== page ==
The milk collected for the production of this cheese is put to use within 24 hours of the time it is collected from the cows. The producer is required to maintain separate channels for milk destined for Époisses cheese production and other milk products. There is absolutely no crossing of paths of the Époisses cheese milk and that destined for other milk products.
After heating the milk to a certain temperature (about body temperature for a cow), a special slow process of coagulation takes place lasting from 16 to 24 hours. After transferring the fragile curds by hand with the ladle method to specially made moulds, the producers then strain the curds, turning them twice before the addition of salt and the transfer of the cakes to the caves where they will be further turned and bathed for 4 weeks.
The cakes are bathed on a regular schedule before they go out into the world in a progressively stronger mix of water or brine and Marc de Bourgogne, according to the individual producer’s method, from one to three times a week, for four weeks. At the end, the bath consists of pure Marc. They keep strict records of every element of production, including a log of every time the cheeses are hand turned and bathed.
You might think that this cheese is colored artificially, from the bright orange patina. The color of the cheese comes solely from the delicate microclimate of bacteria and yeast on its surface which has been washed down over time with Marc and brine. The color progressively develops from white to a peachy gold, to the bright orange that we know when our fromager hands it to us.
Each batch is inspected and judged on a whole matrix of elements broken down into subcategories of visual aspect and flavor, by officials from the association for the protection of Époisses. If a tested cheese does not meet a minimum combined score for both appearance and flavor, the whole batch is rejected and the cheese cannot be sold under the name. Things that disqualify a cheese might be that it has developed spots, or has liquefied in such a way that an empty space has developed under the outer crust. A cheese that is missing a deep enough color is rejected. Too many holes, puffiness, excessive wrinkling, all disqualify an Époisses that is not up to snuff. Époisses that is good enough is supple, creamy and soft, and features a light core. It isn’t grainy, taste too salty or bitter, nor does it have an ammonia or sweet flavor. The flavor of an Époisses that meets standard will taste honest and fruity, with balanced milk flavors, and will be redolent of the pastoral goodness in the terroir that produced it.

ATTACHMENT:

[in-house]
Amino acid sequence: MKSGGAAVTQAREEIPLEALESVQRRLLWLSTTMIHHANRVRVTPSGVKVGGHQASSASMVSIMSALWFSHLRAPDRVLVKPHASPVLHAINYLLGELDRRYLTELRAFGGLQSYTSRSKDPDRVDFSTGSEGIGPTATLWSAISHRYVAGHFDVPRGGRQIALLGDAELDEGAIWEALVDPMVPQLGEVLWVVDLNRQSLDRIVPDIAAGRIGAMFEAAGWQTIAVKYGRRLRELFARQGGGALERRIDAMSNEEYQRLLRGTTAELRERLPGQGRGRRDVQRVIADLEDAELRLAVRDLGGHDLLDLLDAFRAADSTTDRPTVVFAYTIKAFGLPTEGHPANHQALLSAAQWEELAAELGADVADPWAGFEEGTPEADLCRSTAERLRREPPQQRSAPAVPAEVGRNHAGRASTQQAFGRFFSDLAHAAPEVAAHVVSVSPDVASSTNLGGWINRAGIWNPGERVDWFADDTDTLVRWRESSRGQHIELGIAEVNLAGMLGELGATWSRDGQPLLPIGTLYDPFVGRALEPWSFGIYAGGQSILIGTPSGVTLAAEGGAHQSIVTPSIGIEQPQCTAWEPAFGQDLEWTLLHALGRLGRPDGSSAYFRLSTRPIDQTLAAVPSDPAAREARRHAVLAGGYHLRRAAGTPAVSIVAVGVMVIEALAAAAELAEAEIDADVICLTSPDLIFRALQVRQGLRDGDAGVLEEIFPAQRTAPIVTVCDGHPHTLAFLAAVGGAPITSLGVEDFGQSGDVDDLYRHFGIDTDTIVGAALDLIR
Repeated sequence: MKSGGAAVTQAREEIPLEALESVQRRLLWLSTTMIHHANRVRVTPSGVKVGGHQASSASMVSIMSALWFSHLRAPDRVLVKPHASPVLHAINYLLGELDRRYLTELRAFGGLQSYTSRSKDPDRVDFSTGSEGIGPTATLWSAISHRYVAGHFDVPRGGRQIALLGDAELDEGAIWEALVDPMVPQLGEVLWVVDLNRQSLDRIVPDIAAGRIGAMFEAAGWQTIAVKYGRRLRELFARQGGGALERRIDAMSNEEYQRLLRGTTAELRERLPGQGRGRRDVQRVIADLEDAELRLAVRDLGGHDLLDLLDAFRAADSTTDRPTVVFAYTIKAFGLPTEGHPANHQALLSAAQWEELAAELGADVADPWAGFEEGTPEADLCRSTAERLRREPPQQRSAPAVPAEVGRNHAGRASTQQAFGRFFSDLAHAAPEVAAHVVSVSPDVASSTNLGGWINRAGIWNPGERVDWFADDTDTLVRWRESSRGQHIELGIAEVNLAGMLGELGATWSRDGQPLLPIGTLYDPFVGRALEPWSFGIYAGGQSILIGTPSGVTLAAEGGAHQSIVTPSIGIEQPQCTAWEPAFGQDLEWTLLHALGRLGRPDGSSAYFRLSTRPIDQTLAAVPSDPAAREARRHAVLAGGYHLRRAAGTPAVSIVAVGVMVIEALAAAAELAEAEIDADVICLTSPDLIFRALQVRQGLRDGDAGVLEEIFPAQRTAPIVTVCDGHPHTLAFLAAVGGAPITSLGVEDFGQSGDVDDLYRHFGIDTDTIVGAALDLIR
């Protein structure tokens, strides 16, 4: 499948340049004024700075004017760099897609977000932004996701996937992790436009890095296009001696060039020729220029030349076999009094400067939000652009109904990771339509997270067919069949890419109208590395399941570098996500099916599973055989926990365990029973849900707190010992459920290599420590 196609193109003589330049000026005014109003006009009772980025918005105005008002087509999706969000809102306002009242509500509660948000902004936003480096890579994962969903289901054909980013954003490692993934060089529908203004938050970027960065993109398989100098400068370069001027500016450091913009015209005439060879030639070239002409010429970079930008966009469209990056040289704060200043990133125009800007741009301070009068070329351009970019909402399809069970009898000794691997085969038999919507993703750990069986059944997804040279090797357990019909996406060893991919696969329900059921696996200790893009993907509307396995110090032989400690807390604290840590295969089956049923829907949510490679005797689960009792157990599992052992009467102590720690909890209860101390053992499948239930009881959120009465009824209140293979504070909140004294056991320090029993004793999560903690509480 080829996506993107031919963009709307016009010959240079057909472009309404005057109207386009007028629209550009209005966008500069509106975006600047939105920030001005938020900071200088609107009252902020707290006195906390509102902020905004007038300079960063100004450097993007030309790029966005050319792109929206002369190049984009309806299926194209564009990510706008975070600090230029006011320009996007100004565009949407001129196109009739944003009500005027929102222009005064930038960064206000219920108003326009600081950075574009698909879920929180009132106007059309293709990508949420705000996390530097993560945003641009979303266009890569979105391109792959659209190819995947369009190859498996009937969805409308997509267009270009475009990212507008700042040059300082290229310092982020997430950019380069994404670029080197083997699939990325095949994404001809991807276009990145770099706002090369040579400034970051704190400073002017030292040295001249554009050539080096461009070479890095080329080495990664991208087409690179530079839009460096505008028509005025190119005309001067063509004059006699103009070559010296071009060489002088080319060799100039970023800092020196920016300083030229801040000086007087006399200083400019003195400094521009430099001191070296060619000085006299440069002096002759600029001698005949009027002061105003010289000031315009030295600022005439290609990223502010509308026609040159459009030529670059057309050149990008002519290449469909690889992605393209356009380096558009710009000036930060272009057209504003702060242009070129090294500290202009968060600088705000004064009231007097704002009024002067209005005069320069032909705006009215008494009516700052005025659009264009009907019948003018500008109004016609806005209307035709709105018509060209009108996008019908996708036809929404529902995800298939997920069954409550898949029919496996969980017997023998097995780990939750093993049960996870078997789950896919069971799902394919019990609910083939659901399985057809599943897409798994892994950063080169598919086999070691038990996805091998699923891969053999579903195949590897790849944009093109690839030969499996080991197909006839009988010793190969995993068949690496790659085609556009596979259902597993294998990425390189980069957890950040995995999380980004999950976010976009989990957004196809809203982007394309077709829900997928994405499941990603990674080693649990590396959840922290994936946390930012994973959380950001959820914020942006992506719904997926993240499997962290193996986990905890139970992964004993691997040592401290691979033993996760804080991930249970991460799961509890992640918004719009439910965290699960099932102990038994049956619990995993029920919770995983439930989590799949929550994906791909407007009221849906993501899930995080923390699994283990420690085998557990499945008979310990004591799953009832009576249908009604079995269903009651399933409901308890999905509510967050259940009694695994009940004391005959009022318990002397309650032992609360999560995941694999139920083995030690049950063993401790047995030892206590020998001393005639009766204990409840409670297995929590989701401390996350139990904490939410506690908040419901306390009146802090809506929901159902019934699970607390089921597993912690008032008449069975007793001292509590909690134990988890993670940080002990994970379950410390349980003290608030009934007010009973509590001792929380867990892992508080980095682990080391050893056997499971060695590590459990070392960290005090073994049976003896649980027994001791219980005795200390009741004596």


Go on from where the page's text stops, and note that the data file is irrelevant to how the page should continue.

Your local fromager takes the product from the producer, and ages it according to his or her training for another 5 to 8 weeks. When is the best time for Époisses? After some time here, you’ll realize that your local fromager might only offer Époisses at certain times of the year. It is at its best in the fall and winter months, starting in November and into December, because that is the cheese that comes from rich early autumn pastures. Early summer Epoisses is also very flavorful and interesting, coming from the first outdoor grazing of the spring. This cheese is a must at our Thanksgiving table and is perfect for consumption, right now.
Labels: Fall 07